Voices from the Arab press: What will happen to France’s Arabs, Muslims?

A weekly selection of opinions and analyses from the Arab media around the world.

 PRAYING DURING Eid al-Fitr outside the Great Mosque of Paris. (photo credit: Zakaria Abdelkafi/AFP via Getty Images)
PRAYING DURING Eid al-Fitr outside the Great Mosque of Paris.
(photo credit: Zakaria Abdelkafi/AFP via Getty Images)

What will happen to France’s Arabs and Muslims?

Al Arabiya, London, April 22

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The question of what would happen to France’s Muslims if Marine Le Pen wins the presidential elections has become more pressing in recent weeks, especially after the far-right candidate managed to soften her tone and close the gap with President Emmanuel Macron. However, once we take a deeper look at Le Pen’s political platform, it becomes clear that one of her first decisions after stepping into office would be to immediately deport all those Muslims residing in France who have not yet obtained permanent residency. Further, those who planned to relocate to France to find employment or are looking to do so now will face more difficulties than ever before. Similarly, the suffering of Muslim women will double as they will be prevented from wearing their hijabs in public, forcing them to pay a financial fine in the event of their noncompliance.

Although Macron’s government imposed restrictions on Muslims in some areas of life, these restrictions don’t even compare to what awaits Muslims in the event that Le Pen wins. It is expected that the tightening of restrictions on Arabs and Muslims will be part of a change in domestic policy beyond what Le Pen is capable of on foreign policy. For example, if she wanted France to leave the European Union, Le Pen would have to hold a referendum similar to the one that took place in Britain. This decision would be unlikely to pass a public vote. As for NATO, the most Le Pen can do is announce France’s unilateral withdrawal from the unified military command, as [president Charles] de Gaulle did. Everything else depends on the composition of the new parliament that will be elected in June or on resorting to referenda whose results are not guaranteed. Therefore, Le Pen’s primary focus is going to be domestic. And France’s Arab and Muslim communities will likely be the biggest victims. – Waheed Abd Al-Majeed

 Afghan men read the Koran at a mosque during the holy month of Ramadan in Kabul, Afghanistan, April 5, 2022. (credit:  REUTERS/ALI KHARA) Afghan men read the Koran at a mosque during the holy month of Ramadan in Kabul, Afghanistan, April 5, 2022. (credit: REUTERS/ALI KHARA)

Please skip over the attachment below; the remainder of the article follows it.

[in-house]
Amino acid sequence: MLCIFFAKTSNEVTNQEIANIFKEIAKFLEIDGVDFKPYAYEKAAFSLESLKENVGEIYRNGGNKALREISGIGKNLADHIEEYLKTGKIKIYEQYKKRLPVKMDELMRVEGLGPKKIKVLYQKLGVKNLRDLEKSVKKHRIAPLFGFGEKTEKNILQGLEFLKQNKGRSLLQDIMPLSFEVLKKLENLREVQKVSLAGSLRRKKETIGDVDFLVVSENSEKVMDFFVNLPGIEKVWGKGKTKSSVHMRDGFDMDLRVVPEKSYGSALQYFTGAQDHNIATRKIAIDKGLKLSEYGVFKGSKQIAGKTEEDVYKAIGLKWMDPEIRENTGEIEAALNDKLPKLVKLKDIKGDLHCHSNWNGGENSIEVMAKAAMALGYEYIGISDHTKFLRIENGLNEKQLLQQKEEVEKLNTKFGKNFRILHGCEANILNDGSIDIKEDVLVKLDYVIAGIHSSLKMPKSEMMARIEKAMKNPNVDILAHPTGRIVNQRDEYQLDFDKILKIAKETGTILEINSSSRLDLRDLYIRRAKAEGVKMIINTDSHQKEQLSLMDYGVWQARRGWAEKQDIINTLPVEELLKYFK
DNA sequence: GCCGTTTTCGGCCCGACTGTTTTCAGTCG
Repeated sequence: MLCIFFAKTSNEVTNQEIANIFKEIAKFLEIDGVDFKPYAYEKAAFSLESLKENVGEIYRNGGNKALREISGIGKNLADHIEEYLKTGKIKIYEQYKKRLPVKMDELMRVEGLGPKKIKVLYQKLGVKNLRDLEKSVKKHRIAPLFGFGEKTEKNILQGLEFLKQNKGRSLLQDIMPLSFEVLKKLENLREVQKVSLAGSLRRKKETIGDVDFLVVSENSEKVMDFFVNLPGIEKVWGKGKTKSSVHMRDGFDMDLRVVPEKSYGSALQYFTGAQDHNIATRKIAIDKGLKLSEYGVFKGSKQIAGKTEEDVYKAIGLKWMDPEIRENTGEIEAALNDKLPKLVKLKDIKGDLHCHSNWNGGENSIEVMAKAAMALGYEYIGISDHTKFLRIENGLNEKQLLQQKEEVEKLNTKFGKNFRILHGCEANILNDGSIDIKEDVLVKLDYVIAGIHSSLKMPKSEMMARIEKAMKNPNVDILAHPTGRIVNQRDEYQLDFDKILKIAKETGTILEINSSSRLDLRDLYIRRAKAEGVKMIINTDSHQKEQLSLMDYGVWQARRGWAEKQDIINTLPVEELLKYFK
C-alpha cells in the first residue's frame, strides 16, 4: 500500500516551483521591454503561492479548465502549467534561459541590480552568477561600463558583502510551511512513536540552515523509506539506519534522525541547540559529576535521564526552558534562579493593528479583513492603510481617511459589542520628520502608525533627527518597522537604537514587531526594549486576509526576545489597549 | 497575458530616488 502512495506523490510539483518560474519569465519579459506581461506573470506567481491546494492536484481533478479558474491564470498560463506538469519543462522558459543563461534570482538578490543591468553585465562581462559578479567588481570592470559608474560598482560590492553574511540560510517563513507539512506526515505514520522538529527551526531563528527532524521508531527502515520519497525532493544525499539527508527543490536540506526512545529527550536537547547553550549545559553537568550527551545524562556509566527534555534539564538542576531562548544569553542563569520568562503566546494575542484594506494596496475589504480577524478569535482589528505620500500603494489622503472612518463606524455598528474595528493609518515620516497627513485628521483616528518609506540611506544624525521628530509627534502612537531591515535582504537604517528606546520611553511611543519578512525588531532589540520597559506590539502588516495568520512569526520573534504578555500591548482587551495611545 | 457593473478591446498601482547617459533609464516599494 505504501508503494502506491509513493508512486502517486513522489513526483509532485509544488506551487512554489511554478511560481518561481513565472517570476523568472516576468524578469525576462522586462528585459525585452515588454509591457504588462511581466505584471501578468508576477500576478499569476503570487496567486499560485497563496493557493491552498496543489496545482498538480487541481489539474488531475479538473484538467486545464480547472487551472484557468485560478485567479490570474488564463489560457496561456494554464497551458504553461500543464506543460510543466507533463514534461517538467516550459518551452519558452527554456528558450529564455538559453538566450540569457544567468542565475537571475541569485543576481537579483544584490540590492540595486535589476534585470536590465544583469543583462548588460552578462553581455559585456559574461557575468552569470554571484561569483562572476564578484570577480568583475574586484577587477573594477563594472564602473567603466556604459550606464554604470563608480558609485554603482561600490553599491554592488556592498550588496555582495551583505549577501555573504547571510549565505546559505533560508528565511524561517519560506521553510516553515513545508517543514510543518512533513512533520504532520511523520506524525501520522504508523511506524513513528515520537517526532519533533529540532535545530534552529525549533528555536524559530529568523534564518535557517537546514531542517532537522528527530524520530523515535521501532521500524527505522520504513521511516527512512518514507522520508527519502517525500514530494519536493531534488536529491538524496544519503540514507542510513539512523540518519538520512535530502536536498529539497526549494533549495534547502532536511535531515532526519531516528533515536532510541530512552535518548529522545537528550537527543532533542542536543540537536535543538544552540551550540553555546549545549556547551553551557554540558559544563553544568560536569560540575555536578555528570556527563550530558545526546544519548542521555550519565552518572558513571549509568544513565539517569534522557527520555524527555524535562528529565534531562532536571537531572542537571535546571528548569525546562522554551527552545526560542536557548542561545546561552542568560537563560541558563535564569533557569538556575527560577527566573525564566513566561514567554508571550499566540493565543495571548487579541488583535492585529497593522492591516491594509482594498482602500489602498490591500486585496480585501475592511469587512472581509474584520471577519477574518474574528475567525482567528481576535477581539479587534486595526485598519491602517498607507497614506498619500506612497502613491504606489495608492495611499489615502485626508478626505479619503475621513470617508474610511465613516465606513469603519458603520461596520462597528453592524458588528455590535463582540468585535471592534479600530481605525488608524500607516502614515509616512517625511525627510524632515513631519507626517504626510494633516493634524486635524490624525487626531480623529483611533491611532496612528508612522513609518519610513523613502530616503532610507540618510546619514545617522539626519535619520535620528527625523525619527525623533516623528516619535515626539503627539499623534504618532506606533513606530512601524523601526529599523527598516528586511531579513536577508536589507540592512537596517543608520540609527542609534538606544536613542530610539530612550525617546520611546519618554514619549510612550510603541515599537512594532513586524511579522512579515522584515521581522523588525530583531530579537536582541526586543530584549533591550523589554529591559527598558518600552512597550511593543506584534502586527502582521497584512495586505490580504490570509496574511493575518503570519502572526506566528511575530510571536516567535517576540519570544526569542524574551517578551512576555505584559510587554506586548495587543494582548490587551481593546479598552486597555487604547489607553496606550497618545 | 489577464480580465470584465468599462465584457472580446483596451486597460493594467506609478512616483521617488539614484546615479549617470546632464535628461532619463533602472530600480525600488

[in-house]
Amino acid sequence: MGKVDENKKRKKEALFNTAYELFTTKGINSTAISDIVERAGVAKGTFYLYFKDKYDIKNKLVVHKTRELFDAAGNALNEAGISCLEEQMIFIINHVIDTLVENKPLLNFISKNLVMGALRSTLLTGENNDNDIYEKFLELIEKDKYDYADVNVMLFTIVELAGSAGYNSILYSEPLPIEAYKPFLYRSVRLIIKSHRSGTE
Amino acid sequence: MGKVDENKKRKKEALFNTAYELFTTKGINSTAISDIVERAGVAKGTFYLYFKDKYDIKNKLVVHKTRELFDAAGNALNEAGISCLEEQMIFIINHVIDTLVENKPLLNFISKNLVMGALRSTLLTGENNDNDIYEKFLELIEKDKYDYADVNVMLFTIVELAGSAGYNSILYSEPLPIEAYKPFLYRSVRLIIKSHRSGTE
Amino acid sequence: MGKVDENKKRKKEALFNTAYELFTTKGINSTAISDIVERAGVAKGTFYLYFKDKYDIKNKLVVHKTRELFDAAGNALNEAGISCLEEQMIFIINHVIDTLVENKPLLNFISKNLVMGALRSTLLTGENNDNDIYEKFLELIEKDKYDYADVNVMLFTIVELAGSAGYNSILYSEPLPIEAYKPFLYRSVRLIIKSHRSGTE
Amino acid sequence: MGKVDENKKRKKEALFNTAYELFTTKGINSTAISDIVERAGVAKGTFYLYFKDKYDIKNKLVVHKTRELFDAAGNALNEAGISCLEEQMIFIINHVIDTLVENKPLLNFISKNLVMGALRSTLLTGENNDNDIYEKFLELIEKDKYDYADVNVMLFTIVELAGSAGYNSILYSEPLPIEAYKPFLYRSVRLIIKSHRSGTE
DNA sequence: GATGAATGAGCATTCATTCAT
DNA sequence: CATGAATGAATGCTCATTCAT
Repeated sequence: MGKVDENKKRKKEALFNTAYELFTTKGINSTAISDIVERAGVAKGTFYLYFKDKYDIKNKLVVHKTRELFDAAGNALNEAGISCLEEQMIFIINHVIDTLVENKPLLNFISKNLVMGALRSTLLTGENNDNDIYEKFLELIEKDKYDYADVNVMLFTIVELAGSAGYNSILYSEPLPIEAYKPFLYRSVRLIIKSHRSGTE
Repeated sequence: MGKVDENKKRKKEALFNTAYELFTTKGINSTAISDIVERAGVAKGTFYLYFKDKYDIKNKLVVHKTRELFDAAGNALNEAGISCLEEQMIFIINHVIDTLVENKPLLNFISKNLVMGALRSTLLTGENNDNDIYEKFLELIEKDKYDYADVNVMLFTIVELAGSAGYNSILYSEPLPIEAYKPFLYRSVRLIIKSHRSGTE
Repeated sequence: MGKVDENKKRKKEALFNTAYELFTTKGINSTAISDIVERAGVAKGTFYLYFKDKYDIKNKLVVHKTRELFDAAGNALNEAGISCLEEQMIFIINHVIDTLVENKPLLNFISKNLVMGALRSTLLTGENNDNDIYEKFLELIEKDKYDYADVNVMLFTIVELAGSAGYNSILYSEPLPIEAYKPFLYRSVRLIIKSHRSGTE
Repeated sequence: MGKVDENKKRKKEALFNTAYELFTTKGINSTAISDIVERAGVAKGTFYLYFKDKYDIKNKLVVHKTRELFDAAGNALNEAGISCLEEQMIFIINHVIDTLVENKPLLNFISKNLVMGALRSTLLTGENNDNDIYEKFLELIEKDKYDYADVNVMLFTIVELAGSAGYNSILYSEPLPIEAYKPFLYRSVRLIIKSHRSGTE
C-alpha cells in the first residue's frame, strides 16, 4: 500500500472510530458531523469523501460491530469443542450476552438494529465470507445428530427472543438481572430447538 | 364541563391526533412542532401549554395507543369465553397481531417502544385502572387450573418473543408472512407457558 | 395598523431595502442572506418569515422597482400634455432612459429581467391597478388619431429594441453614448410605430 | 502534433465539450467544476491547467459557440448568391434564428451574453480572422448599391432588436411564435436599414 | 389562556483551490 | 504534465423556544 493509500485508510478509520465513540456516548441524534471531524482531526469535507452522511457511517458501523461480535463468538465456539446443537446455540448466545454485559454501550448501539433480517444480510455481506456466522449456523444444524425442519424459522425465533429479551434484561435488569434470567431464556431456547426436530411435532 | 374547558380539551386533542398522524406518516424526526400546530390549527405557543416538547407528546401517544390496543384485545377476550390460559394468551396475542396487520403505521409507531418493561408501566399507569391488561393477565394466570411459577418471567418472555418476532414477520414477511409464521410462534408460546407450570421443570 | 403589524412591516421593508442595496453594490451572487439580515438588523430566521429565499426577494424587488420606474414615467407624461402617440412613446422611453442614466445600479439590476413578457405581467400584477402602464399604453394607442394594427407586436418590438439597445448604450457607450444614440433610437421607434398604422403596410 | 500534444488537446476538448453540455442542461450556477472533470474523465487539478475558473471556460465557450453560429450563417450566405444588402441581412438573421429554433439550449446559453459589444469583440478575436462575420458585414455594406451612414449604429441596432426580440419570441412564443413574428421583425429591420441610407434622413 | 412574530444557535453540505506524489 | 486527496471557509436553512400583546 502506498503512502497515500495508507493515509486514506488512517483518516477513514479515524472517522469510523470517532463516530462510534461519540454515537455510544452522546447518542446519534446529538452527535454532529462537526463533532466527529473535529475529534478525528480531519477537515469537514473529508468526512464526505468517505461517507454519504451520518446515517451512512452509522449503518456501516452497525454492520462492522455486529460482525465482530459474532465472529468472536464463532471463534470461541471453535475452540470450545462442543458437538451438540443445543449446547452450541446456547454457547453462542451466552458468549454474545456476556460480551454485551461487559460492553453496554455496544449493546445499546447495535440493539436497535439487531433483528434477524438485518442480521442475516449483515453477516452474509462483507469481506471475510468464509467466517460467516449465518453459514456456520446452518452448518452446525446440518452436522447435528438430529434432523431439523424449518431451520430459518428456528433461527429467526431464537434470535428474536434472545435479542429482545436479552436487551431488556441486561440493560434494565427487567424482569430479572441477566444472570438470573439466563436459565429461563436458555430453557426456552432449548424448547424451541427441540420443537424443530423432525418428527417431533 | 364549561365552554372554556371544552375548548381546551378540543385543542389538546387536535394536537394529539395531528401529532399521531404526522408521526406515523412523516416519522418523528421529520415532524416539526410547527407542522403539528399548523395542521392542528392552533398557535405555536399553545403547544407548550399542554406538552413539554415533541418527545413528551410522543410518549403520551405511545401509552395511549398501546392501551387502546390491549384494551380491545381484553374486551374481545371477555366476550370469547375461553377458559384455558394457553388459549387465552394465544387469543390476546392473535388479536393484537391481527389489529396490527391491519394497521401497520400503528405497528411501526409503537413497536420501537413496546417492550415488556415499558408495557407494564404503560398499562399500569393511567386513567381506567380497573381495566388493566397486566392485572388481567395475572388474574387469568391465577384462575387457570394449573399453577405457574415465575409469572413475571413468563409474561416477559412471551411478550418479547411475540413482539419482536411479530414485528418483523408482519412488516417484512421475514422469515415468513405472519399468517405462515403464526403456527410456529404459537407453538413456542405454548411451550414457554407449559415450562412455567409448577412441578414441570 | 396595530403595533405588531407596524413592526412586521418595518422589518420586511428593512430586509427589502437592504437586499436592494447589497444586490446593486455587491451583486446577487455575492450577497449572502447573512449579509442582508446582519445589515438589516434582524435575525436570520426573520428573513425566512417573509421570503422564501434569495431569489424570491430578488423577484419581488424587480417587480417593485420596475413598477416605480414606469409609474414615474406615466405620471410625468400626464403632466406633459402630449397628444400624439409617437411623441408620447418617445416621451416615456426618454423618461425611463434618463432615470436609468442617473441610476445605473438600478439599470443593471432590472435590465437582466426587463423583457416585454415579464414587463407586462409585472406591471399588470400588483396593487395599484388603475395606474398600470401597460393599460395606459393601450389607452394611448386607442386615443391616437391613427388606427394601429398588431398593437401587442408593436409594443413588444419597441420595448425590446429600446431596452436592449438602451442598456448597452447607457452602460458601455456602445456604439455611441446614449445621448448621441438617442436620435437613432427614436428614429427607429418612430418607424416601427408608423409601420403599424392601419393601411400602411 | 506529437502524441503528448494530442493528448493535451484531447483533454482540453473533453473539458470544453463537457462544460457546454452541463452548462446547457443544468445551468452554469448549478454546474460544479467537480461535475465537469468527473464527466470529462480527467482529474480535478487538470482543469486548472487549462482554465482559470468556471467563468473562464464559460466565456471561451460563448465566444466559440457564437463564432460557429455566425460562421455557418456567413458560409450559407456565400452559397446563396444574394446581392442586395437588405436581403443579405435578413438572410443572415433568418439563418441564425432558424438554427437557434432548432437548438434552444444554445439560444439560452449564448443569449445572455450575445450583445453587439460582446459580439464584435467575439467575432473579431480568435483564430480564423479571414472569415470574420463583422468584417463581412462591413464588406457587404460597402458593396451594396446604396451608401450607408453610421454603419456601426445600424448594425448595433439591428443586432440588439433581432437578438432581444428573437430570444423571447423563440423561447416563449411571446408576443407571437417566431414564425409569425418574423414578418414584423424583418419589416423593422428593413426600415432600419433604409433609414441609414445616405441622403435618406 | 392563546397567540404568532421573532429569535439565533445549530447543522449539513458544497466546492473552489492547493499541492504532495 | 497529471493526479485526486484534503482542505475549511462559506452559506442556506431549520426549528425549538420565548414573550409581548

Why do they burn the Koran?!

Al-Ahram, Egypt, April 21

From time to time we hear of crazy incidents in which a protester takes to the street, typically in a European capital, and burns a copy of the Holy Koran in front of a crowd of spectators. I will never be able to understand such an act, even from someone who isn’t fully sane. There is no doubt that the Koranic text sparked great controversy, not only among those who believe in it but also among many intellectuals who were interested in understanding this miracle. Western thinkers spent years studying and analyzing the Koran, beginning with the German poet Johann Wolfgang von Goethe, the Irish playwright George Bernard Shaw and Russian writer Leo Tolstoy. All of them were fascinated by the Koranic text and its miraculousness. 

I remember one day I entered into a long debate with one of the intellectuals who argued with me about the value of the Koranic texts. I told him that the Koran is a book that transcends all bounds of human creativity and that it simply cannot be compared to what humans have created throughout history. It is an exquisite piece of work in terms of its language, history, its teachings, its rules and laws, and the way it articulates the relationship between man and the Creator. 

Unfortunately, there are many who deal with the Koranic text with superficiality that leads them to doubt its origin and thus miss all of the ingredients upon which true faith is based. Indeed, the Koran will remain the miracle of the Creator, glory be to Him, in text, spirit, and in creed. It will forever be a guide to all human beings. – Farouk Jweideh

Laylat al-Qadr – The Night of Muslim Unity

Okaz, Saudi Arabia, April 21

Undoubtedly, the divisions that exist within the Muslim world aren’t new. They’ve been around for many years and are emblematic of other religions as well. However, Islam is a religion based on brotherhood. Islamic teachings and practices often revolve around the idea that all Muslims, regardless of creed, stream, or nationality, should come together as one. This is even reflected in the fifth pillar of Islam, the Hajj, which calls on Muslims to gather in Mecca and worship as one – regardless of their language, ethnicity or nationality. 

The other occasion during which all Muslims become equal is Laylat al-Qadr: the night when the Koran was first sent down from heaven to the world. Therefore, whoever says that unity is impossible and difficult to achieve should remind themselves of how a single can bring together millions of worshipers from across the world to stand together as one. 

Laylat al-Qadr, or the Night of Decree, is an occasion that unifies all Muslims around the world. It’s an opportunity to spread awareness of the Holy Koran and the fact that all Muslims should demonstrate peace, mercy and tolerance toward one another. It’s a night from which light, guidance and goodness glow. It is an event that symbolizes our common fate and the fact that every Muslim can repent for his sins, ask for forgiveness, and make supplications. – Muhammad Ali al-Hussaini 

Translated by Asaf Zilberfarb.